Scientists Control One Person's Body With Another Person's Brain

We may earn a commission from links on this page.

Sit down for this one. Researchers at the University of Washington have figured out how to send commands from one person's brain to control a different person's muscle movement. In technical terms, it's the world's first noninvasive human-to-human brain interface. How'd they do it? Vulcan mind meld? Nope, just the regular ol' internet. What in the hell?

Here's how it went down: In one building, computational neuroscientist Rajesh Rao sat wearing an electroencephalography cap, which measures the brain's electrical activity. Dr. Rao watched a simple computer game, firing a cannon at a target. At the right moment, Dr. Rao imagined moving his right hand to hit the "fire" button, being sure not to actually move his hand.

Across campus, Dr. Rao's colleague, Professor Andrea Stocco, wore a cap holding a transcranial magnetic stimulation coil, which sits on the scalp and stimulates muscle control regions of the brain with a magnetic impulse. He wore noise-blocking earplugs and faced away from the video screen. Signals sent from Dr. Rao's cap traveled through the internet and trigger Dr. Stocco's cap. The result? Dr. Stocco's finger hit the "fire" button on Dr. Rao's command.


As sci-fi bizarro as this sounds, the whole setup basically used off-the-shelf components. The electroencephalogram cap that picked up the brain activity, and the transcranial coil that transmitted it, have been deployed in scientific experiments for years, and the internet's not exactly a recent innovation either. But while researchers have performed brain-to-brain communication between rats and from a human to a rat, the University of Washington team claims this is the first human-to-human brain interface.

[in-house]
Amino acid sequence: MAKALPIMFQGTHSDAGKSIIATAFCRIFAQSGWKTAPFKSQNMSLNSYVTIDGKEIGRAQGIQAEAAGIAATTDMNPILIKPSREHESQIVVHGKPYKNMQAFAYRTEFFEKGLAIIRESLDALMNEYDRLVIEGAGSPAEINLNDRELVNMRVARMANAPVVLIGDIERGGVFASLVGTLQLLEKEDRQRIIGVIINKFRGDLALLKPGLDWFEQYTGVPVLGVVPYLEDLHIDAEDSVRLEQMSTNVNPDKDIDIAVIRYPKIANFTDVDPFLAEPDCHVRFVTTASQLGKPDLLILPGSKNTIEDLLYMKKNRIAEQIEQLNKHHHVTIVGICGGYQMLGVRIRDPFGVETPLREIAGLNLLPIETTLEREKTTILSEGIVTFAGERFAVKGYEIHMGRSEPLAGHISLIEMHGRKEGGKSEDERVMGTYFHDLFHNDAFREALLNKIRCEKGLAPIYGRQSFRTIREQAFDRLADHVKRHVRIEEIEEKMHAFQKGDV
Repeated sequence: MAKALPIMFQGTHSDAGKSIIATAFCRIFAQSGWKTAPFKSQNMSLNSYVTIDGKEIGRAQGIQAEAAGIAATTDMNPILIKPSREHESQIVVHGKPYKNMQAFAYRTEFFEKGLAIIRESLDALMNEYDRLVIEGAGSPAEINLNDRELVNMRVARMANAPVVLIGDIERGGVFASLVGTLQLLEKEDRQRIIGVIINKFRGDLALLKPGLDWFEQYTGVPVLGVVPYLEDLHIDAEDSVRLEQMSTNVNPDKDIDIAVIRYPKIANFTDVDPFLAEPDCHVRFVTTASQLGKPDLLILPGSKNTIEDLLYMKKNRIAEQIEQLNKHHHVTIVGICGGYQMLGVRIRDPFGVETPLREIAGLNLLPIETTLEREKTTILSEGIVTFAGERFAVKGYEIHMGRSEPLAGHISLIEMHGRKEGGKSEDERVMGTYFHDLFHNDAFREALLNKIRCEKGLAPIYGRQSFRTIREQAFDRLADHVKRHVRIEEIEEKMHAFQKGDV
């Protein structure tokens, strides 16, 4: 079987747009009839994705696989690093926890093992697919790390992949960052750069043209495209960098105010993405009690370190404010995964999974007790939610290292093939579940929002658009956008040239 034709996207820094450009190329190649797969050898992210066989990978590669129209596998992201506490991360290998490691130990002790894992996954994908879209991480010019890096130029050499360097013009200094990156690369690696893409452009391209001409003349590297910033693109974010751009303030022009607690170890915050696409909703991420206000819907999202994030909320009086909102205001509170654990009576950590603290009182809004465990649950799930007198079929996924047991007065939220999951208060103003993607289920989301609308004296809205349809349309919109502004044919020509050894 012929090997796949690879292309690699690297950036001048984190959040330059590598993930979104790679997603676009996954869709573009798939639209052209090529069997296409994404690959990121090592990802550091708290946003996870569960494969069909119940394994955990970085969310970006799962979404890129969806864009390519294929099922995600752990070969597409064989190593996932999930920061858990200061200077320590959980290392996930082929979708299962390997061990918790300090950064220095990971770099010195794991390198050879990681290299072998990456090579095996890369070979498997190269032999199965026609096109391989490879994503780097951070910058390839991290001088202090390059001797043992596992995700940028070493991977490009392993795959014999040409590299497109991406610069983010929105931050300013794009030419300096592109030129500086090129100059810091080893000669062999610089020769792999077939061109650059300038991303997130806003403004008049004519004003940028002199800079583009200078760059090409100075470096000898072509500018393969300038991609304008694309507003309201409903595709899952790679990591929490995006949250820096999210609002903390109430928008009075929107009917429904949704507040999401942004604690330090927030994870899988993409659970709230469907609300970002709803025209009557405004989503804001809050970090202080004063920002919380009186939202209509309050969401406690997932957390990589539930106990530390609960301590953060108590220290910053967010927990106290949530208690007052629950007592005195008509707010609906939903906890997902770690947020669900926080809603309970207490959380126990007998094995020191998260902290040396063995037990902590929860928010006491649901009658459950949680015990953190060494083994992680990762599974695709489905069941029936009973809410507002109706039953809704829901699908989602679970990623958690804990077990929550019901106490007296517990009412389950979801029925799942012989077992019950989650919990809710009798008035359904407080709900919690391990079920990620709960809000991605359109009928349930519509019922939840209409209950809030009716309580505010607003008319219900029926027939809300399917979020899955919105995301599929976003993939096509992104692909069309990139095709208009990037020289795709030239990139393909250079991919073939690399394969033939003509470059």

Don't worry though; your visions of this being used for nefarious plots are probably highly overblown. Dr. Rao points out that this technique only reads muscle signals, not thoughts, and it can't make you move against your will. And as Dr. Stocco points out, it'd be pretty hard to use this on someone covertly, what with all the apparatus they'd have to wear:

“I think some people will be unnerved by this because they will overestimate the technology. There’s no possible way the technology that we have could be used on a person unknowingly or without their willing participation.”


That's reassuring, but the uses they envision for this technique are by no means modest. Dr. Stocco says it could someday be used to by a pilot on the ground to help a passenger land an aircraft (bet you never thought of Airplane! as a look into the future of brain research). Even better, it could help immobile patients, like those suffering from locked-in syndrome, express themselves physically. Muscle movement has no language barrier.


The next step for the research team is attempting to transmit more complex information brain-to-brain. That's when we'll really be getting into Matrix-style stuff. At least now you've got plenty of time to decide if you want the red or blue pill. [University of Washington]

Image courtesy the University of Washington